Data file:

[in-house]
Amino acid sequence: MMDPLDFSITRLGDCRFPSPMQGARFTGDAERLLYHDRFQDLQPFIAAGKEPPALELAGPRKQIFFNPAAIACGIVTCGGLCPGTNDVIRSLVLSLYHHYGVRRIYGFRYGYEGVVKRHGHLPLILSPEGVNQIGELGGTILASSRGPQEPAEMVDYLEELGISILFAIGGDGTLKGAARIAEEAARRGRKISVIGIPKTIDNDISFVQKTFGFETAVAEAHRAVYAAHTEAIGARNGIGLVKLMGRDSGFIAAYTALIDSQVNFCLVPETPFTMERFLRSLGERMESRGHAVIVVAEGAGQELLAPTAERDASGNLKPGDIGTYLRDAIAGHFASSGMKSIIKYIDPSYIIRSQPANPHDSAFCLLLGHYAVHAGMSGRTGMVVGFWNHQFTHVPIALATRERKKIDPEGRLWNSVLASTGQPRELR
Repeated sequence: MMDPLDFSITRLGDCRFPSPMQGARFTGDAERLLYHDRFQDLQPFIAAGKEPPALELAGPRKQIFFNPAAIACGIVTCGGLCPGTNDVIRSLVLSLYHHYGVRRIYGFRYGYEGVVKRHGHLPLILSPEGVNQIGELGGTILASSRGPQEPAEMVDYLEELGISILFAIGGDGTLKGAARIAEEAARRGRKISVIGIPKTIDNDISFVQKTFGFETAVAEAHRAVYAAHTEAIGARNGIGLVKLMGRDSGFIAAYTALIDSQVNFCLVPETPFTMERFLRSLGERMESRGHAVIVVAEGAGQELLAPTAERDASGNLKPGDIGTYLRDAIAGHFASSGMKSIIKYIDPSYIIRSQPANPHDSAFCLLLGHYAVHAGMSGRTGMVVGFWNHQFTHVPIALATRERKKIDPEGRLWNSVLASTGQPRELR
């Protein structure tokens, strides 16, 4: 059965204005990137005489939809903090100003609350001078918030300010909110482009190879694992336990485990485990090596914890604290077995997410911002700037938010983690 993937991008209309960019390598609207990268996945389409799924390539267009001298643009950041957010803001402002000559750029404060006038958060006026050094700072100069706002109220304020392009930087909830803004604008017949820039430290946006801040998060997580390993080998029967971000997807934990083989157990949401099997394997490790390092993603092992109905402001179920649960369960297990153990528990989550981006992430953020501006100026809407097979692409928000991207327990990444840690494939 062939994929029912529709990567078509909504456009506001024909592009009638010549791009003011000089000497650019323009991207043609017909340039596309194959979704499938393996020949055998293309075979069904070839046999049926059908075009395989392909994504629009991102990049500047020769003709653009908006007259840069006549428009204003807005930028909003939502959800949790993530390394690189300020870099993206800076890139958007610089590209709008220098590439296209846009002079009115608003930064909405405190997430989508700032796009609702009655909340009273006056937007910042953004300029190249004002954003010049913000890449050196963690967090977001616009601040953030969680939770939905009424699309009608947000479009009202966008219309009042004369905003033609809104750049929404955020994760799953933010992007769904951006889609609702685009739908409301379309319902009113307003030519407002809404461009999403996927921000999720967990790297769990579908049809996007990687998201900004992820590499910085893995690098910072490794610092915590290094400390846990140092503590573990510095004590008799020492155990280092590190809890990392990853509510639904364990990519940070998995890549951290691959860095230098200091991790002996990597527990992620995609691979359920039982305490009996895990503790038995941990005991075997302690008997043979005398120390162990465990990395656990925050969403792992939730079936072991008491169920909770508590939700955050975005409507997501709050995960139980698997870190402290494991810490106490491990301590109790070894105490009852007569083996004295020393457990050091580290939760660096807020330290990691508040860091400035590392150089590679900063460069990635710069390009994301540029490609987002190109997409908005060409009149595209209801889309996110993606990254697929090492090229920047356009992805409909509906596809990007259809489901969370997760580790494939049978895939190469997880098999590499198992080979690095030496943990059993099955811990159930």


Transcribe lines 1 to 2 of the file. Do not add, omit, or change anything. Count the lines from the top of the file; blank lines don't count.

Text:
[in-house]
Amino acid sequence: MMDPLDFSITRLGDCRFPSPMQGARFTGDAERLLYHDRFQDLQPFIAAGKEPPALELAGPRKQIFFNPAAIACGIVTCGGLCPGTNDVIRSLVLSLYHHYGVRRIYGFRYGYEGVVKRHGHLPLILSPEGVNQIGELGGTILASSRGPQEPAEMVDYLEELGISILFAIGGDGTLKGAARIAEEAARRGRKISVIGIPKTIDNDISFVQKTFGFETAVAEAHRAVYAAHTEAIGARNGIGLVKLMGRDSGFIAAYTALIDSQVNFCLVPETPFTMERFLRSLGERMESRGHAVIVVAEGAGQELLAPTAERDASGNLKPGDIGTYLRDAIAGHFASSGMKSIIKYIDPSYIIRSQPANPHDSAFCLLLGHYAVHAGMSGRTGMVVGFWNHQFTHVPIALATRERKKIDPEGRLWNSVLASTGQPRELR